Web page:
By Carlos Guillen
Equity markets are showing signs of a bounce off support despite the fact that not much has been resolved in reference to the rapidly approaching fiscal cliff and to the increasingly unstable debt situation in Greece. The Dow Jones Industrial Average has bounced off support at the 12,750 level, and it is struggling to gain momentum, but investors continue to keep an eye on Greece and are still worried about US failure to stop the automatic tax hikes and spending cuts scheduled to trigger in the beginning of next year.
Over in Europe, Greece has still not received the cash it needs to prevent default. In spite of the fact that the nation has passed two very important austerity measures within a week's time in order to obtain the next tranche of funds, amounting to 31.5 billion euros ($40 billion), European finance ministers appear to be rethinking the requirements they had originally imposed on Greece. At the moment there appear to be some disagreements between the International Monetary Fund (NYSE:IMF) and euro area finance ministers on the timeline given to Greece to reduce its debt level. Today, euro area representatives postponed the goal of getting Greece's debt down to 120 percent of GDP by two years, until 2022; IMF Managing Director Christine Lagarde disagreed with the decision and said Greece should reduce its debt burden down to 120 percent of its economic output by 2020, as originally scheduled. While this disagreement caused some commotion, Jean-Claude Juncker, leader of the euro zone's finance ministers, said that the deadline would likely be changed to 2022. As it stands, all indications are that a decision to release the next tranche of funds to Greece will be reached on November 20, when euro finance ministers meet.
As a result of this continuing instability in Europe, German investor confidence unexpectedly declined in November. According to the Zew Center, German investor confidence fell to minus 15.7 from minus 11.5 in October, representing the first drop since August and landing below economists' forecast of an increase to minus 10. The drop in confidence is one more bit of evidence that suggests the debt crisis is finally taking its toll on Germany. Exports, factory orders and industrial production all fell more than forecasted in September.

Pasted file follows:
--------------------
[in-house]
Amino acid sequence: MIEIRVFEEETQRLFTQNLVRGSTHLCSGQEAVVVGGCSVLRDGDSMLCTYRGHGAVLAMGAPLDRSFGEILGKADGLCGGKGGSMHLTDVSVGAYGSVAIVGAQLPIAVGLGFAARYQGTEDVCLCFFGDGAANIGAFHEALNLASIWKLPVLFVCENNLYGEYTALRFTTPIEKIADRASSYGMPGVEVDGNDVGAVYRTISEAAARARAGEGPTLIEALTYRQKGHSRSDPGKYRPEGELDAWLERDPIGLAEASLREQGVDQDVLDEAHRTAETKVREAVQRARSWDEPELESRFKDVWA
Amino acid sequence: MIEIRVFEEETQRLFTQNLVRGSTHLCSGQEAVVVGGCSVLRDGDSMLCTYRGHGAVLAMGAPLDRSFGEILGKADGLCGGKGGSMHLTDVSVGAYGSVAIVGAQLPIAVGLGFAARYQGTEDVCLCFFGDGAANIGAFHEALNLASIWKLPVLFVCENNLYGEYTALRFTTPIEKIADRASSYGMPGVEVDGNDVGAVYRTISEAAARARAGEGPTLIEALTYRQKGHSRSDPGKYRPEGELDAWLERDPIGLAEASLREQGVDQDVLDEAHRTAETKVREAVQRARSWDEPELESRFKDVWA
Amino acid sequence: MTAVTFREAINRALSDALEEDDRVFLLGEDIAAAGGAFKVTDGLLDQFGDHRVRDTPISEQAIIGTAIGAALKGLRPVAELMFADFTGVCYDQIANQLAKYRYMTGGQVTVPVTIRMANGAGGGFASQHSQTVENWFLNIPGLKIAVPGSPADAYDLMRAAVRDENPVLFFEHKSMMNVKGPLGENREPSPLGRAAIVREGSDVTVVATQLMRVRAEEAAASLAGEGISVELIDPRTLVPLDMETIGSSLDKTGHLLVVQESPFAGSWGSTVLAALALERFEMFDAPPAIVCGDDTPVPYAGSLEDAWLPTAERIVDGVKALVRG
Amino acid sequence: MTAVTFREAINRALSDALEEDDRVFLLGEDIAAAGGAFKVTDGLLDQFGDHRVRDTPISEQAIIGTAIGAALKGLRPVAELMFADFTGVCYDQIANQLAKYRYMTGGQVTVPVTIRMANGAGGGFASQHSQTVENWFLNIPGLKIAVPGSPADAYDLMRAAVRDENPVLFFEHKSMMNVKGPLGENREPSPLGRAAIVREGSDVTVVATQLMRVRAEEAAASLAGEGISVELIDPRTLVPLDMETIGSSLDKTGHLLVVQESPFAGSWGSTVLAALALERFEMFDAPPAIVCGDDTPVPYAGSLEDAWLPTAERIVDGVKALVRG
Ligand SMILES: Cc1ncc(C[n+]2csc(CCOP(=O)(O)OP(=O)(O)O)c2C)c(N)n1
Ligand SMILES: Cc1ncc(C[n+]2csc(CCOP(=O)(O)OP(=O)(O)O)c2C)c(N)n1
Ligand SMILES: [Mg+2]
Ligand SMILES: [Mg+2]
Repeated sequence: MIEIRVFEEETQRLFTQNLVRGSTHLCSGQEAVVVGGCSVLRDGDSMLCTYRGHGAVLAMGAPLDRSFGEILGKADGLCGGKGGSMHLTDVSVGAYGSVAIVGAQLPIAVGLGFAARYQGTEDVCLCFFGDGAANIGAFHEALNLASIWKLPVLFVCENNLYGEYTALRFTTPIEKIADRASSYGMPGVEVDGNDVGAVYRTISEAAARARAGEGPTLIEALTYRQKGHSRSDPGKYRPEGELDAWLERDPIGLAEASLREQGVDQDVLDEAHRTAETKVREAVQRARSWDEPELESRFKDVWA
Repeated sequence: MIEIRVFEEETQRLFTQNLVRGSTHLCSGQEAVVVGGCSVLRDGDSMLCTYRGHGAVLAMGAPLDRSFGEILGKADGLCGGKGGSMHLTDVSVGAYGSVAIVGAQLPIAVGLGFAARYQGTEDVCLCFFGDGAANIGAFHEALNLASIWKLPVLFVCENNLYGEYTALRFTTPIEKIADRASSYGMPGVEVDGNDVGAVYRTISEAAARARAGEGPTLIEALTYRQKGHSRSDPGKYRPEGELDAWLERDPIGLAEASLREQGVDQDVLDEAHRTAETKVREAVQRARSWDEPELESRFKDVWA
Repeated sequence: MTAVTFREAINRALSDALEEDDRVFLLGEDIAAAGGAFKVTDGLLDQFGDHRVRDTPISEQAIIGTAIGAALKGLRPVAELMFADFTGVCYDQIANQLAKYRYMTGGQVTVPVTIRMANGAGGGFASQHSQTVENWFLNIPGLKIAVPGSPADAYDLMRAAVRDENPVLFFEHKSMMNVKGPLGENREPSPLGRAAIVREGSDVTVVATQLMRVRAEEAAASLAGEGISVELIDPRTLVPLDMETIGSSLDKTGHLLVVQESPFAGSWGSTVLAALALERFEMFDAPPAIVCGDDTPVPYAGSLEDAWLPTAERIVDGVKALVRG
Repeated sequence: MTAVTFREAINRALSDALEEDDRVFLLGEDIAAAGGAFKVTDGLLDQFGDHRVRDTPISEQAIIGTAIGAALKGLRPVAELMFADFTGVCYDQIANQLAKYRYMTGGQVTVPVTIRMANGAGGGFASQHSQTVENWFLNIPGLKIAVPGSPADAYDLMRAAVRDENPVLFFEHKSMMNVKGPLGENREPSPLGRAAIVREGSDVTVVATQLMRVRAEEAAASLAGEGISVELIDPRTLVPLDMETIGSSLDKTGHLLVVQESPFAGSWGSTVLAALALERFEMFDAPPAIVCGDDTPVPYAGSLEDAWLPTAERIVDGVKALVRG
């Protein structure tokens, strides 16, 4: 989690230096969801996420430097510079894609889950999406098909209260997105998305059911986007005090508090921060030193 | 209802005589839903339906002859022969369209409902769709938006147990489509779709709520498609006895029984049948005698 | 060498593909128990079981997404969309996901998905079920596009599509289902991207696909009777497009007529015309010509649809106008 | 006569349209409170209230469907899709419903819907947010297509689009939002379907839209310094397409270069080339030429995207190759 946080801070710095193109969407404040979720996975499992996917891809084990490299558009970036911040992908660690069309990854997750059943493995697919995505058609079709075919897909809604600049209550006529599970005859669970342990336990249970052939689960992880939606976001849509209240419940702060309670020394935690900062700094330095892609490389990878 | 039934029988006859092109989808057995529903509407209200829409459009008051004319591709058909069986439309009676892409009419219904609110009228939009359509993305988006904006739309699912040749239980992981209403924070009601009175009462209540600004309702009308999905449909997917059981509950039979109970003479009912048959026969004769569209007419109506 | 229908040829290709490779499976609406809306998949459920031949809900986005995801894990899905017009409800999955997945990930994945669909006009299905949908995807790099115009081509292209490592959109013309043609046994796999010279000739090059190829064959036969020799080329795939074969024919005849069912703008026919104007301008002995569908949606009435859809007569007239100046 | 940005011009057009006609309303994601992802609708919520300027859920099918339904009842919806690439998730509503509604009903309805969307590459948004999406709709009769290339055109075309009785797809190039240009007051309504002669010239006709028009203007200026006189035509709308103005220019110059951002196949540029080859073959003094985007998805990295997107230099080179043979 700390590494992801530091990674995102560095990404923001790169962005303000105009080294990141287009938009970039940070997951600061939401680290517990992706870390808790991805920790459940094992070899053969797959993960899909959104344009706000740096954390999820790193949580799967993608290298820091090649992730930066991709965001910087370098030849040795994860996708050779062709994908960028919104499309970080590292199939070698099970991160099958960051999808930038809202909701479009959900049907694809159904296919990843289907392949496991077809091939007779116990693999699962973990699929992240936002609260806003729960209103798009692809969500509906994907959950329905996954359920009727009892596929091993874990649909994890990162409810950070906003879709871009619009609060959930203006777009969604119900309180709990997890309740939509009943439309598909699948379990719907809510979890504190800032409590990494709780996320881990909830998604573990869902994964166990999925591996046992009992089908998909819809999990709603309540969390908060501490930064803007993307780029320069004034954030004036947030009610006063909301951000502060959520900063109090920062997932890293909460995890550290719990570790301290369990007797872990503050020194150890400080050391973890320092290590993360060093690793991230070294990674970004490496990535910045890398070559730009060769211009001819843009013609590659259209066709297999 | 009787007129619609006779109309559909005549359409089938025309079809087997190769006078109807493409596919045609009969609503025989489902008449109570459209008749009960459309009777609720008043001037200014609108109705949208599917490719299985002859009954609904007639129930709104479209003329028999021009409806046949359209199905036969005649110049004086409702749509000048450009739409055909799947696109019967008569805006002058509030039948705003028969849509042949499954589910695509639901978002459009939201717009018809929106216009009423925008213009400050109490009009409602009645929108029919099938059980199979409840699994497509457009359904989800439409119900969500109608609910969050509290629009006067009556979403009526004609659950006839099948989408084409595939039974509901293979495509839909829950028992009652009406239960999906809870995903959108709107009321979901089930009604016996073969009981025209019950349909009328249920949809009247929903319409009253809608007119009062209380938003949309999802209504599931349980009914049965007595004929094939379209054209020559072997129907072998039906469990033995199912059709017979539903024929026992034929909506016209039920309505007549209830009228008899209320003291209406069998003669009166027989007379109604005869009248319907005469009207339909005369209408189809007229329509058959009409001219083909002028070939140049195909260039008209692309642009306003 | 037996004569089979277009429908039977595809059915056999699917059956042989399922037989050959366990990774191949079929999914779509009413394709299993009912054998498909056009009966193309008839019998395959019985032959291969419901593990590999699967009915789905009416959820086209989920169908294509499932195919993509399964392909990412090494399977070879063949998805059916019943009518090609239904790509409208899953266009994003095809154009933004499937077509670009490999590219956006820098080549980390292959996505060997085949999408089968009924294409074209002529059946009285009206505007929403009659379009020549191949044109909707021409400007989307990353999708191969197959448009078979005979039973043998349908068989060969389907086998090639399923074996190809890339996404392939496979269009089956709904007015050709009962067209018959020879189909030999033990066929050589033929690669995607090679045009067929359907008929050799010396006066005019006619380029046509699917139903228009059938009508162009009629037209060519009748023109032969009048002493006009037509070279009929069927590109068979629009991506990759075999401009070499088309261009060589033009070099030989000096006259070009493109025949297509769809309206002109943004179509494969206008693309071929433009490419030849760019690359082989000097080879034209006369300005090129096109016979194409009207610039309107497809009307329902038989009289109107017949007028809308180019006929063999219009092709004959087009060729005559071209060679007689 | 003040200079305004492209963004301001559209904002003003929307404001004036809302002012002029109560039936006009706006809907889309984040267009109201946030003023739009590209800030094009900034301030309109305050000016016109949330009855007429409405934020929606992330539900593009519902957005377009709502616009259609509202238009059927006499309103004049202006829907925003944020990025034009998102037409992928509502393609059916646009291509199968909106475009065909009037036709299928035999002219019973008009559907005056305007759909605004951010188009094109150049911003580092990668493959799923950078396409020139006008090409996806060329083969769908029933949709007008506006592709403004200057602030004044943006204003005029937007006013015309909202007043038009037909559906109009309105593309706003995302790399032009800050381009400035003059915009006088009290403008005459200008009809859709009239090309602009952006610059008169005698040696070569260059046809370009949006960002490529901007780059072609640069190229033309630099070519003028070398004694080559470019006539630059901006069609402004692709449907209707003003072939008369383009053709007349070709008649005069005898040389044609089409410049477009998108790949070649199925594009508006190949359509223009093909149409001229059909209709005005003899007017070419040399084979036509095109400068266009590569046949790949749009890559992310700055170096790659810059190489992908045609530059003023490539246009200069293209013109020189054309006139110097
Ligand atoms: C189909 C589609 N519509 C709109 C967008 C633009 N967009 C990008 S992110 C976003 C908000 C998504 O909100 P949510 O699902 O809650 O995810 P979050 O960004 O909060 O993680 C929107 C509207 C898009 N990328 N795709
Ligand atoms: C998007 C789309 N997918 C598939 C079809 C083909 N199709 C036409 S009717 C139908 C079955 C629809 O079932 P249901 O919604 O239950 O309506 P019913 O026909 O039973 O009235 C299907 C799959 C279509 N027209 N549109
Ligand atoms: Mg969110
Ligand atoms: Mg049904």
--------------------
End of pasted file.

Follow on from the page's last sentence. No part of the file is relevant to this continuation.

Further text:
Despite that there is still no resolution to the fiscal cliff here at home, it is likely that investors have already built-in their fears into stocks at the moment, and a bounce in equities is likely to hold given all else remains constant. We believe a resolution is highly probable.
Greece Pushes Market Around
The market is moving higher today, but the reasoning is somewhat dubious. There is the positive news from Home Depot (NYSE:HD), which showed the Company beat expectations in its most recent quarter and sees a continued turnaround in the housing market. Then you have the talks surrounding the fiscal cliff, and the hopes that a compromise will be reached, or at least that some sort of deal will prevent the economy from falling off a cliff. The talk about letting the economy fall to score political points is stupid and definitely misinformed.
It seems that the biggest positive today was the news out of Europe. Greece has been on the hot seat for the past few weeks (even more so than the past year), as the ECB and IMF were considering holding back the next tranche of bailout funds. Parliament passed the next wave of austerity measures, but still the ECB is withholding the next 31.5 billion euro payment. As a result, Greece was on the verge of defaulting on a 3 month Treasury bill that matures this Friday. Greece sold €4.063 billion of Treasury bills at Tuesday's sale which helped to stave off a potential default on €5 billion ($6.35 billion) worth of three-month bills sold back in August.
The ECB no longer accepts Greek debt as collateral against loans. However, it has allowed a special facility for Greek banks to pledge debt securities with the Greek central bank. These loans carry a higher rate of interest. The Greek central bank then gets funding against those pledges from the ECB's Emergency Liquid Assistance program, a facility set up to help countries with severe financial difficulties. It seems that the Greek Central Bank is being forced into loan sharking by the ECB and IMF.
There are also rumors of a Spanish bailout in the works. Spain had fallen into the background as the morass that is Greece has stolen the headlines. Spanish yields dropped from a six week high following news that German Finance Minister Wolfgang Schaeuble signaled Greek aid payments may be bundled into a single installment. So Spain is happy to stay in the background while all the attention is put on Greece. However, the problems persist and after Greece's bailout (which I expect to come in the next week), the appetite to help and bailout another country could be diminished.